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VanMoofers After the Bankruptcy

Photo-Illustration: Curbed; Photo: VanMoof

The Williamsburg VanMoof store was dark at 4 p.m., the doors locked and lights off, giving the impression that the bikes lined up inside were sleeping. And they kind of were. “I guess it’s closed,” Jesse Stein, whose VanMoof S3 was getting its wheel trued at the shop’s repair hub, which was still open across the street, told me when I met him there earlier this week. The shuttered store had become a familiar sight: The Amsterdam-based cycling company declared bankruptcy in July and abruptly suspended operations, sending Stein and some 190,000 other VanMoofers spiraling. (Employees at the Amsterdam flagship shop had to be evacuated amid a swarm of angry customers.) These riders had bought into the mythos — the proprietary tech, the VanMoof “hunters” who would travel the world in pursuit of a stolen bike — only to be betrayed by what they saw as a company that had tried to grow too big too fast. One rider complained to me about what he now thought of as a “$2,500 clothes rack” sitting in his living room. VanMoof, under the direction of Dutch court administrators, was looking for a buyer to lift it out of corporate purgatory; on Thursday, it found one: The e-scooter company Lavoie, owned by McLaren Applied, would, per its release on the news, “inject stability into the VanMoof operations.” But would it be enough to quell the frustrations of VanMoofers? Or was the honeymoon with the “Tesla of e-bikes” over?  

VanMoof was founded in Amsterdam in 2009 by brothers Taco and Ties Carlier — with backgrounds in design engineering and auto mechanics — and released its first e-bike in 2014. The brand quickly became an investor favorite, raising $182 million in funding by 2021. (The company boasted that year that it was “the most funded e-bike company in the world.”) It was around this time that Stein bought his bike. “My friends who are big bikers all made fun of me when I got it, which was fine,” he said. “They didn’t bike to work.” The bike cost him $3,200, but the $100 a month he paid in an installment plan was still cheaper than an unlimited MetroCard, and VanMoof was VanMoof: financially robust. European.

He wasn’t alone in his faith in the brand. The bikes, which were built with proprietary parts and came with features like auto locks and a boost button, developed a dedicated following. Customers were attracted to the bike’s anti-theft features and polished design that incorporated the battery into the frame. The older S3 model also ran just under $2,000 — an attractive price point for a premium product at the time. (The newer models ran up to $4,000 — still less than other fancy bikes like Riese & Müller’s, which can cost over $9,000, but more than, say, a Rad cargo bike.) The company’s sales tripled during the first year of the pandemic, but it struggled to meet the demands of new growth. Its use of custom-made parts led to quality-control issues and a repair backlog.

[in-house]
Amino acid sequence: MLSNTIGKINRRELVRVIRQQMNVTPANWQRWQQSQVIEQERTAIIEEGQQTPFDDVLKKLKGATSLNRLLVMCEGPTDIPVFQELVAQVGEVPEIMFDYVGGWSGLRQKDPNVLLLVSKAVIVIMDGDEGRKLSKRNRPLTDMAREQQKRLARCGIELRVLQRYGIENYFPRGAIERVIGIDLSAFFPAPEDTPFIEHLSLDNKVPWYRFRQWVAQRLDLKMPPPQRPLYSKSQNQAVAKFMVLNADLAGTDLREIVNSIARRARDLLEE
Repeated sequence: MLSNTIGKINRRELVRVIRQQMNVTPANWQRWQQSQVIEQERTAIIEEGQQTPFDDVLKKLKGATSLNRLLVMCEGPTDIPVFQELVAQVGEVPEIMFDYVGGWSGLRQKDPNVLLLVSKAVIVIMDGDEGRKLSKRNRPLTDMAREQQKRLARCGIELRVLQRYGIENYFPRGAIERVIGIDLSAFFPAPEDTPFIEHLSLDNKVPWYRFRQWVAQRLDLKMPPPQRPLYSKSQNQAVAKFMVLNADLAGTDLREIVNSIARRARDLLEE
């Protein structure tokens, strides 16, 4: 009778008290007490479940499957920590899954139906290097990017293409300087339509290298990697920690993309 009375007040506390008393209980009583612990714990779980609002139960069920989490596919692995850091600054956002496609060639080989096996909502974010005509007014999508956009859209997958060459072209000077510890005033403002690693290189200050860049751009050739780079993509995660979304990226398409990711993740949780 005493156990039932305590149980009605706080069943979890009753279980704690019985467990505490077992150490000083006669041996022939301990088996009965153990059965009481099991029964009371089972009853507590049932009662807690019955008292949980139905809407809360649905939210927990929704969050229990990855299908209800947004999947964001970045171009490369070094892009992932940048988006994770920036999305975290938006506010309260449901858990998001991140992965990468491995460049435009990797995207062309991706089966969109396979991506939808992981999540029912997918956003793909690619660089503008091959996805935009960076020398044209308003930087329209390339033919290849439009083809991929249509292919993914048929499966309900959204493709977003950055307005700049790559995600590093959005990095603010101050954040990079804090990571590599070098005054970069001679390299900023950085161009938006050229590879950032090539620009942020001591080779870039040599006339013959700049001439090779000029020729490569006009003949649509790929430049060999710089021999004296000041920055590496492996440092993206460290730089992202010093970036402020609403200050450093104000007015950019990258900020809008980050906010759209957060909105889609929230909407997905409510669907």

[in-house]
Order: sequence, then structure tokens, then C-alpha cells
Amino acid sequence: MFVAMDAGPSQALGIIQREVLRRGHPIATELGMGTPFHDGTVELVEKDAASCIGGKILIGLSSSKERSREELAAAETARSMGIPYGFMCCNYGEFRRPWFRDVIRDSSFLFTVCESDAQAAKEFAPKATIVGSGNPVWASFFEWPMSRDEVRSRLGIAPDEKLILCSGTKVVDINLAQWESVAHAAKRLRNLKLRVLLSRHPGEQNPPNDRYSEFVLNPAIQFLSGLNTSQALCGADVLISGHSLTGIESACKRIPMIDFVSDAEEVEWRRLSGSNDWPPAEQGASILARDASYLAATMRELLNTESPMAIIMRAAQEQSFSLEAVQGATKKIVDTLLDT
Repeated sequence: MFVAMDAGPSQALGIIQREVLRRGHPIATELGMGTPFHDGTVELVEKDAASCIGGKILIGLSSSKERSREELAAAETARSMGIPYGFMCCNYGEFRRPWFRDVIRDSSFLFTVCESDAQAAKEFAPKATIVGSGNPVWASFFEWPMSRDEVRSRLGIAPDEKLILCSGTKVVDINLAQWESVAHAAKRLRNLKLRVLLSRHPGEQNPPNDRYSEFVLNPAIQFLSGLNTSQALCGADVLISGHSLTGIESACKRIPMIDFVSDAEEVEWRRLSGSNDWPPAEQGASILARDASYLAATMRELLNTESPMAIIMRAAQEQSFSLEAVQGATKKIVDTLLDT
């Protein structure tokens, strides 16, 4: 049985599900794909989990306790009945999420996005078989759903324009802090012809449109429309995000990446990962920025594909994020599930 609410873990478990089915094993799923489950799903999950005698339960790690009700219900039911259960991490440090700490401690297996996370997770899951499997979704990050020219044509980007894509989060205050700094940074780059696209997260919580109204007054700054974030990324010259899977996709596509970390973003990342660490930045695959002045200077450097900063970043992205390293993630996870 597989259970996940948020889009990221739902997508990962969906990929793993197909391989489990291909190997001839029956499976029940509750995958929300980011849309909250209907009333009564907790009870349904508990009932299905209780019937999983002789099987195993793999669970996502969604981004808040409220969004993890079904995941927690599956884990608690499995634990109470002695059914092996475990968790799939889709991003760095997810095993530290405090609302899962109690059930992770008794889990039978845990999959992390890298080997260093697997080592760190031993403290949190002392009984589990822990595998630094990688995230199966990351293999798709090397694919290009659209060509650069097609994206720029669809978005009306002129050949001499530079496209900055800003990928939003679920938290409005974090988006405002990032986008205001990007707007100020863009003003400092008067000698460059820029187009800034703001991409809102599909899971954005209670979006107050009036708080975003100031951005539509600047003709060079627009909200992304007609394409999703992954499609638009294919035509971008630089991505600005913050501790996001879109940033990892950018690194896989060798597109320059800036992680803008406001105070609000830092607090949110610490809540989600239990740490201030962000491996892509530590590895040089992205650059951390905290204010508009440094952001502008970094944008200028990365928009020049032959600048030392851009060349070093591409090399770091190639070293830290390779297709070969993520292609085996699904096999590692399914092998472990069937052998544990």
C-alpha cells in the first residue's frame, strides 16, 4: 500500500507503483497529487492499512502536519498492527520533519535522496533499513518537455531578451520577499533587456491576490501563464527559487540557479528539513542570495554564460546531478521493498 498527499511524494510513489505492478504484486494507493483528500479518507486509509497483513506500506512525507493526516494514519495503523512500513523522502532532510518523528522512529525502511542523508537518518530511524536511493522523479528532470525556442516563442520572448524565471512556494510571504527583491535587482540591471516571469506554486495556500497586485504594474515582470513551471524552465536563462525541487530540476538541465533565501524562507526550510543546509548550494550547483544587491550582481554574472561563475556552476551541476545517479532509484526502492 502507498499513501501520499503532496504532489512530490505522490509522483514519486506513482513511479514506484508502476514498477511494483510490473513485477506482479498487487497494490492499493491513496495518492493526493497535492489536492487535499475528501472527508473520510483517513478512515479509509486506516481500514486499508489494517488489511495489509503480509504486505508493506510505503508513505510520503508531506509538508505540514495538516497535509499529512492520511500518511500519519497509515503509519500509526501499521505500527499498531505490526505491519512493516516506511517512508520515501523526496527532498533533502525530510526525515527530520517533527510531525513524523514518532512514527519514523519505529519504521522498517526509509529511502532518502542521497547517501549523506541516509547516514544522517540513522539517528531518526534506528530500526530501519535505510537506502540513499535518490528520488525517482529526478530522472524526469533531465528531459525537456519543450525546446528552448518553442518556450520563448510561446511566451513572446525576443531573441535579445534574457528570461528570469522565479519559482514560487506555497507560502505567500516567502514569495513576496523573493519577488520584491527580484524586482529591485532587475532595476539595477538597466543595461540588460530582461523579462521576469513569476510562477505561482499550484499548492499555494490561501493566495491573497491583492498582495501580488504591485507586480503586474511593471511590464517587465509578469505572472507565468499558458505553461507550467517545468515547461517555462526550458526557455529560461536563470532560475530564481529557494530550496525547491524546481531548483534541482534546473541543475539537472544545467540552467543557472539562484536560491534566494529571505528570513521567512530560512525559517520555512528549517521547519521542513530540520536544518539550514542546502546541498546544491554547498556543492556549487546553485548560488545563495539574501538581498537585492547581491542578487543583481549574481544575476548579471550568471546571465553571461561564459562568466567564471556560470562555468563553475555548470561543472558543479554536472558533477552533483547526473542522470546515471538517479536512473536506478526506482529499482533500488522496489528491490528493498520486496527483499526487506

Which is why the inconveniences brought on by the bankruptcy — closed shops, unfulfilled orders, and stalled repairs — weren’t exactly new to VanMoof owners. There are only a handful of official repair hubs in the United States — the only two on the East Coast are in New York and Washington, D.C. — which means many owners had to make a road trip for repairs or go through the hassle of shipping their bikes. The bikes also broke down a lot. (“When it’s working, there’s nothing better,” one rider recently told the New York Times.) A common complaint was the e-shifter breaking. Stein told me that VanMoof’s bike doctors, as the repair workers are called, were “usually very surprised to hear that I’m on my original.” Corey Fields, who bought his VanMoof when COVID cases first started to rise in the city, understood the cycle of love and loss well: He had gone through two dead batteries in just under three years. “It just blinks — every three seconds, an image of a skull comes on,” Fields told me. “I’m in hell.”

Even so, it was a labor of love for the devoted. One rider told me he saw someone tell their bike “I’ll miss you, baby,” while patting its handlebars as he dropped it off for a repair. And while Fields had stopped trying to get a repair appointment for his most recent dead battery following the bankruptcy, he brightened at the news of the sale. “Great news,” he texted me after the acquisition. He made that repair appointment after all. Stein shared his sense of cautious optimism that the bad times might soon be over but remained “apprehensive until their plans for the brand are more solid.”

Which may take a while. The chairman of McLaren Applied noted that the transition “is not going to be a walk in the park,” but he’s hoping to improve the availability of parts and make it so other mechanics can fix VanMoof bikes. Daunting? Maybe. But you love what you love. Jonathan Forgash, who, along with his wife, has owned a VanMoof for over a year, told me he had never lost faith. When we spoke before the acquisition, he said he was convinced the investment had been worth it: “I spent a lot of money on it, and I think things will work out one way or another.” But there were still cracks in the relationship. If he had to do it all over again? “Now that I’ve embraced biking culture and road-tripping,” he said, “I think the smartest move, if you’re traveling through America, is to buy two electric bikes from REI.”

VanMoofers After the Bankruptcy